The Biblical concept of reconciliation suggests the presence of spiritual, divine intervention that creates reconciliation in the hearts of those who are estranged. Reconciliation assumes there has been a breakdown in a relationship, but through the heart’s repentance, there is a change from a state of enmity and fragmentation to one of harmony and fellowship.

It is going to require the heart’s repentance to restore a climate of unity, mutual respect, love and peace. Michael Curry, the Presiding Bishop of the Episcopal Church in America, offers these insightful thoughts about reconciliation.

Reconciliation isn’t just singing Kumbaya and everyone being nice. Reconciliation is about the hard work of working through our differences, maybe acknowledging them and not changing them, necessarily. Working through our differences, honestly and with integrity, and sometimes repenting of where our differences or my differences or yours has actually hurt relationship and not helped the human family.

Shall we just leave everything as it is? Shall we allow the distance to continue between us and those we have lost because of our differences? Shall we accept a fractured world and the divisiveness that now assails us? Or shall we instead commit ourselves to the holy work of reconciliation?

Our sacred calling is to restore peace within the human family, creating a world that can nurture our children and grandchildren, striving for genuine reconciliation among those from whom we are estranged, restoring peace and a community of love, transforming fractured and hurting humanity. This is what God implores us to do.

. . . This is from God, who through Christ reconciled us to himself and gave us the ministry of reconciliation;Β that is, in Christ God was reconciling the world to himself, not counting their trespasses against them, and entrusting to us the message of reconciliation.

2 Corinthians 5:18-19

 

Where Freedom Lives

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What a time for those of us who are interested in politics! It isn’t just about amber waves of grain and purple mountain majesties. Not this time!

It isn’t that we are so focused so much on a specific outcome, victory for a particular party. It is more that we are interested in the candidates, marking every move, every speech, watching for signs that reveal their true character. We look for sincerity in public service. We look for compassion in serving the people. We look for knowledge and wisdom. We look for maturity and experience. We look for the man or woman who has at heart the best interest of our country.

Often what we find is rancor, insults, divisiveness, even hate speech. We find self-serving individuals who lust for the power of elected office. We find persons devoid of high standards and ethical views. We find ordinary candidates who seldom rise above themselves to reach greatness.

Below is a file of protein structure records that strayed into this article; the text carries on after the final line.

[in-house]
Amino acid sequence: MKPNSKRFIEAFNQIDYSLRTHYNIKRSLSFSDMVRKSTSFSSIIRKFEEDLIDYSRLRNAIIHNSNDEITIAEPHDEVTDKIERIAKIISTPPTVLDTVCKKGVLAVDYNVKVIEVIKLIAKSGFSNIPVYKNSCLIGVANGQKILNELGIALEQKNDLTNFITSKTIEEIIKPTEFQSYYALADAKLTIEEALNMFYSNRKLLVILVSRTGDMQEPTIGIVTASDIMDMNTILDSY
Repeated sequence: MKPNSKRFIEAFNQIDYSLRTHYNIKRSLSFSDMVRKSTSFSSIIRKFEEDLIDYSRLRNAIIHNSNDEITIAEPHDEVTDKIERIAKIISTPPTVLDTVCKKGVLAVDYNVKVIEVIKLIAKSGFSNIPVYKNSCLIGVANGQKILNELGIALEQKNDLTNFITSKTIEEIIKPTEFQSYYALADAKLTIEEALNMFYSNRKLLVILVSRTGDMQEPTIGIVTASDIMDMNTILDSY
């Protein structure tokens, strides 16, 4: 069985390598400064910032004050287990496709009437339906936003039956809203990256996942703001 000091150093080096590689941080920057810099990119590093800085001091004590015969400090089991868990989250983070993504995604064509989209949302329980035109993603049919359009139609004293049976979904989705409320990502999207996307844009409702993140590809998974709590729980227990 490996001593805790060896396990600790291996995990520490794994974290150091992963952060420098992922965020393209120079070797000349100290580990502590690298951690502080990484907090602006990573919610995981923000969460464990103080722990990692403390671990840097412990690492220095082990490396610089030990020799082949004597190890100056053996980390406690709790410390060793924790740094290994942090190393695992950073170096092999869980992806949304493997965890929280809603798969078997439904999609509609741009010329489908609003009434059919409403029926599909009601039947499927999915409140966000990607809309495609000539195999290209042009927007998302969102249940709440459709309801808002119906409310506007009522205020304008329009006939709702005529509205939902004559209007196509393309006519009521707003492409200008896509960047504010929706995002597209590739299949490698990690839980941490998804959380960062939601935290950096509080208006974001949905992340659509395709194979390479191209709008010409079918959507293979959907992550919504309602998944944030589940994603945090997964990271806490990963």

It is fair to say, I think, that most Americans long for a president that sincerely desires to serve the people, and who will do so with integrity. As for me, I am appalled, concerned and disappointed to hear so much language of hate and exclusion. I am disappointed to observe a land divided and fractured. And I am most disappointed when certain presidential candidates cause divisiveness to have its way in America.

It is so important that we sincerely care about what goes on around us. It is important that we do not turn a blind eye to the rhetoric that holds the power to destroy us. It is important that we are engaged citizens, working, speaking out and praying for what is best for our country.

“Remember, it didn’t start with gas chambers. It started with politicians dividing the people with ‘us vs. them.’ It started with intolerance and hate speech and when people stopped caring, became desensitized, and turned a blind eye.” ~ Andi Shenker Saidowitz

With eyes wide open, with a heart that cares deeply for our right to freedom, with hands at work to help preserve all that is good about America, we move forward with hope and with faith in our forever destiny. We move forward in love for the country that nurtures us. We long for the place where freedom lives and where we live in the light of freedom. We labor to preserve it in all the ways we are able. That is how we cling to our legacy.

“When an American says that she loves her country, she means not only that she loves the New England hills, the prairies glistening in the sun, the wide and rising plains, the great mountains, and the sea. She means that she loves an inner air, an inner light in which freedom lives and in which a person can draw the breath of self-respect.” ~ Adlai Stevenson (paraphrased)